One Small Gift
While sitting the cafe of the Honolulu Museum of Art, I received an unexpected blessing — a few moments where nothing was required of me. I took a deep breath in and felt my shoulders relax, and let the feeling wash through my body, drinking it in like a glass of wine. My child lay against me, silent and still for the first time in hours, her arms wrapped around my neck, her knees pressed into my stomach.
Along a nearby wall, bamboo swayed and cast shifting reflections on the path below. Plants sprouted from dark smooth rocks beside my feet, and the sound of the waterfall mixed with the conversation around me, punctuated by the occasional cry of a bird or a loud laugh.
Glancing around, I saw people on lunch break from work. One couple holding hands as they waited to be seated, three men discussing business at the next table over. Two women, who looked like sisters, sharing a salad. People all around, having adult conversation, their bodies their own domain. Any aches and pains, spilled drinks or stains on their shirts were their own responsibility. Deals were brokered, books reviewed and movies suggested, art discussed, all these things happening in a quiet roar around me, in the spill of words like sunlight over rocks.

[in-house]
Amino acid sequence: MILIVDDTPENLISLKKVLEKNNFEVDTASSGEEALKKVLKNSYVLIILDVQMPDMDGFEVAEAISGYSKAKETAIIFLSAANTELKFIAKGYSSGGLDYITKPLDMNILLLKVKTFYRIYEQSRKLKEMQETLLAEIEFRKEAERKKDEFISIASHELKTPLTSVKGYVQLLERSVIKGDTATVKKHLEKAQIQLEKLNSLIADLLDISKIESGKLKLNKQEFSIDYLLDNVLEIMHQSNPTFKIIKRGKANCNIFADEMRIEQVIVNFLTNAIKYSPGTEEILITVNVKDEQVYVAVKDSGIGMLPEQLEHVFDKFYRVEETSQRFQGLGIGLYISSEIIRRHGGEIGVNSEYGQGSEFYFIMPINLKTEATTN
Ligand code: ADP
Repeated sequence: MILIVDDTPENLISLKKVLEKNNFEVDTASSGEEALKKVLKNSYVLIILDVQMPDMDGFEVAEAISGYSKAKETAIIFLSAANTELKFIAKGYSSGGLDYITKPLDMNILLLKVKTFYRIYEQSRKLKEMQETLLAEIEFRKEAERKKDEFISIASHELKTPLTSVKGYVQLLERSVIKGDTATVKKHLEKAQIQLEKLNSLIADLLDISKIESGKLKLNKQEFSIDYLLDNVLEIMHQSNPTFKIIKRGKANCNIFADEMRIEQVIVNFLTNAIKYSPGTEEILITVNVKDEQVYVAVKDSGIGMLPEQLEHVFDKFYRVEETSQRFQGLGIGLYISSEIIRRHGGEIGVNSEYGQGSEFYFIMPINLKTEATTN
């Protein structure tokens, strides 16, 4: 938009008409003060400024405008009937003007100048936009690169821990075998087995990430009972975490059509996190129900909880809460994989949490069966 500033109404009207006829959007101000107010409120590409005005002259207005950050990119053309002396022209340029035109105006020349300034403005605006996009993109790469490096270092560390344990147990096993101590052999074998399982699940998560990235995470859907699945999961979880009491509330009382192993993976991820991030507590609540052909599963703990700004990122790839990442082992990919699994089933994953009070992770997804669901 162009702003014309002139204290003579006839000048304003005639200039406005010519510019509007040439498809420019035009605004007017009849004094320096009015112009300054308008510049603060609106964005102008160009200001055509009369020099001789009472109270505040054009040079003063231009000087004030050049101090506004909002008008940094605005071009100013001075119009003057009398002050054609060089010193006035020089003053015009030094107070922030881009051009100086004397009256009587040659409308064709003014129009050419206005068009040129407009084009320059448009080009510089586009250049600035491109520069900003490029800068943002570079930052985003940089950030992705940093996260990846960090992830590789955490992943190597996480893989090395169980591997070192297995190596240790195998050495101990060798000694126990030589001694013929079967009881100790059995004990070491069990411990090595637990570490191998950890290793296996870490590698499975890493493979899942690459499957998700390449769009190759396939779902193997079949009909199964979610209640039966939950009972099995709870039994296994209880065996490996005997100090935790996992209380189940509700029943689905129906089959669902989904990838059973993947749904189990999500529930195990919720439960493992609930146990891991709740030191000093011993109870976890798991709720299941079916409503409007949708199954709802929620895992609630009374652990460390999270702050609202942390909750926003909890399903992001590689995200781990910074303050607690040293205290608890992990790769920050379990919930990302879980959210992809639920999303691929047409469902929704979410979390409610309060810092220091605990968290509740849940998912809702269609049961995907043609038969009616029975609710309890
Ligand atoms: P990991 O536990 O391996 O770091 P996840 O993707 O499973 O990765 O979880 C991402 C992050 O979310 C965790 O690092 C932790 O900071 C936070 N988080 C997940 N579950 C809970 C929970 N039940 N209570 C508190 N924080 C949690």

Then lunch came, interrupting my serenity and bringing the inevitable cries from my daughter of hunger and boredom, along with a full focus on safety of my child and our drinks, attention devoted to getting food into both of our mouths without disaster.
Frustrated at the interruption of thought, another one in a seemingly endless series, I tried to persist in thinking about my own life. Wondering why my ambition kept a full sense of satisfaction at bay even on such a perfect day as this. This trip to the art museum, toddler in tow, was seen originally as a chance to get out and explore. It had only served to accentuate the distance between my desires and reality; seeing beautiful pieces of art inspired me to move, think, dream, and create, but my inspiration was caught upon the needs and schedule of my child. I have been left with the options of either attempting hurried one-handed compositions on my iphone, or late night art sessions that leave me dragging come morning.
I had anticipated that I would relish the job of motherhood — the teaching and nurturing and feeding of my own child. Instead, I discovered that only a fleeting sense of accomplishment usually came from reaching the end of the day with dinner ready and a few loads of laundry done without me hitting anyone, and all that was so soon forgotten in the requirements of the next day. I know I should take comfort in the fact that the rulers of this world are born and raised on forgotten days like those, for the scattered rocks soon pile up to become the walls of history. But before I had a chance to consider the weight of history’s walls, and whether I’d be written upon them or crushed beneath, my child was crawling under the table, demanding attention and a diaper change.
The waiter came with a check and all was a confusion of scrambling for dollar bills and calculation of a tip while my daughter’s cries got steadily louder. Patrons around me began to turn to look, and I imagined their scorn and annoyance, and embarrassment spilled over my chest and stained the calm that had pervaded earlier. I wanted to shout an apology to the entire cafe: “I’m sorry, I lingered too long, I dared to think of myself. This is no place for a child, so this is no place for me.”
I left in a hurry.